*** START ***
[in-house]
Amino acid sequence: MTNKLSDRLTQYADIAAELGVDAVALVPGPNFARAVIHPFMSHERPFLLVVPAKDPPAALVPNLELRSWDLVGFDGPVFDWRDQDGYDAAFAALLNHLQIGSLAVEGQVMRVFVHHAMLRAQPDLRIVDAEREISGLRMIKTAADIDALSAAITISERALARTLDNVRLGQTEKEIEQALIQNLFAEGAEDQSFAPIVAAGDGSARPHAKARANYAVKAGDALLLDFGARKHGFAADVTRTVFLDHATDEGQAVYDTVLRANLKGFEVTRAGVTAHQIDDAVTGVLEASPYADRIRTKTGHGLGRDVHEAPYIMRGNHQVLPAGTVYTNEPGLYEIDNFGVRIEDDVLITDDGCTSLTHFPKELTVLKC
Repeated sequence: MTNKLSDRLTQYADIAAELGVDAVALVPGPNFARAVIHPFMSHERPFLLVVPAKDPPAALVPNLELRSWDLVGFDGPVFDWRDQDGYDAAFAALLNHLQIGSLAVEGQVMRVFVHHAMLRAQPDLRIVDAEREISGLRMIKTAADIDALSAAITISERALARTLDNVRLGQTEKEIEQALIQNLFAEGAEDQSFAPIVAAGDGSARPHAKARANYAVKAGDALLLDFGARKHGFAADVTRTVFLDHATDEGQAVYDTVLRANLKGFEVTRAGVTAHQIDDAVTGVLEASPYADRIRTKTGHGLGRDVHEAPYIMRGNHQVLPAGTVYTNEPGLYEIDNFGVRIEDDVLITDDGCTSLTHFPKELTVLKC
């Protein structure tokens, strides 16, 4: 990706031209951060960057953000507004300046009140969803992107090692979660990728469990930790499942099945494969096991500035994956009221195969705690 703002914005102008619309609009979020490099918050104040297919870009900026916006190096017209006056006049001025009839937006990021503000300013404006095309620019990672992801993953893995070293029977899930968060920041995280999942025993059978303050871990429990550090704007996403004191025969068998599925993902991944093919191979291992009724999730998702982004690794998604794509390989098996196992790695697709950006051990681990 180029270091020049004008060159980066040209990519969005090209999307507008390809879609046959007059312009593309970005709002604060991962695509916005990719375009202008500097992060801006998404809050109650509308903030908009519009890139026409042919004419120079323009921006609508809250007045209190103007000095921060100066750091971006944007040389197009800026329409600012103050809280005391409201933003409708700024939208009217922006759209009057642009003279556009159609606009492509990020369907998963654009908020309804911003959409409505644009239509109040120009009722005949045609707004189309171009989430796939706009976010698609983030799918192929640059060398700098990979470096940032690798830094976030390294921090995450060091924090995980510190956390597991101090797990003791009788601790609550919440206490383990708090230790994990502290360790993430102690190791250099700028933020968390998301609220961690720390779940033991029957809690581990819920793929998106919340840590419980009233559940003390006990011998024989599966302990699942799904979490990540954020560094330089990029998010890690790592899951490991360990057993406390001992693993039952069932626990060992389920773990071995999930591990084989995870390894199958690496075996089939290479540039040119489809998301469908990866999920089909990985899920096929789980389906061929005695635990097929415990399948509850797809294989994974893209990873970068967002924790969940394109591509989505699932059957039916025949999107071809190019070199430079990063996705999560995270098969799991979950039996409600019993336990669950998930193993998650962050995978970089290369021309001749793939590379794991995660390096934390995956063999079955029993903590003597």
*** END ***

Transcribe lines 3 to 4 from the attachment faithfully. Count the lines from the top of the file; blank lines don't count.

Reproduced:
Repeated sequence: MTNKLSDRLTQYADIAAELGVDAVALVPGPNFARAVIHPFMSHERPFLLVVPAKDPPAALVPNLELRSWDLVGFDGPVFDWRDQDGYDAAFAALLNHLQIGSLAVEGQVMRVFVHHAMLRAQPDLRIVDAEREISGLRMIKTAADIDALSAAITISERALARTLDNVRLGQTEKEIEQALIQNLFAEGAEDQSFAPIVAAGDGSARPHAKARANYAVKAGDALLLDFGARKHGFAADVTRTVFLDHATDEGQAVYDTVLRANLKGFEVTRAGVTAHQIDDAVTGVLEASPYADRIRTKTGHGLGRDVHEAPYIMRGNHQVLPAGTVYTNEPGLYEIDNFGVRIEDDVLITDDGCTSLTHFPKELTVLKC
């Protein structure tokens, strides 16, 4: 990706031209951060960057953000507004300046009140969803992107090692979660990728469990930790499942099945494969096991500035994956009221195969705690 703002914005102008619309609009979020490099918050104040297919870009900026916006190096017209006056006049001025009839937006990021503000300013404006095309620019990672992801993953893995070293029977899930968060920041995280999942025993059978303050871990429990550090704007996403004191025969068998599925993902991944093919191979291992009724999730998702982004690794998604794509390989098996196992790695697709950006051990681990 180029270091020049004008060159980066040209990519969005090209999307507008390809879609046959007059312009593309970005709002604060991962695509916005990719375009202008500097992060801006998404809050109650509308903030908009519009890139026409042919004419120079323009921006609508809250007045209190103007000095921060100066750091971006944007040389197009800026329409600012103050809280005391409201933003409708700024939208009217922006759209009057642009003279556009159609606009492509990020369907998963654009908020309804911003959409409505644009239509109040120009009722005949045609707004189309171009989430796939706009976010698609983030799918192929640059060398700098990979470096940032690798830094976030390294921090995450060091924090995980510190956390597991101090797990003791009788601790609550919440206490383990708090230790994990502290360790993430102690190791250099700028933020968390998301609220961690720390779940033991029957809690581990819920793929998106919340840590419980009233559940003390006990011998024989599966302990699942799904979490990540954020560094330089990029998010890690790592899951490991360990057993406390001992693993039952069932626990060992389920773990071995999930591990084989995870390894199958690496075996089939290479540039040119489809998301469908990866999920089909990985899920096929789980389906061929005695635990097929415990399948509850797809294989994974893209990873970068967002924790969940394109591509989505699932059957039916025949999107071809190019070199430079990063996705999560995270098969799991979950039996409600019993336990669950998930193993998650962050995978970089290369021309001749793939590379794991995660390096934390995956063999079955029993903590003597």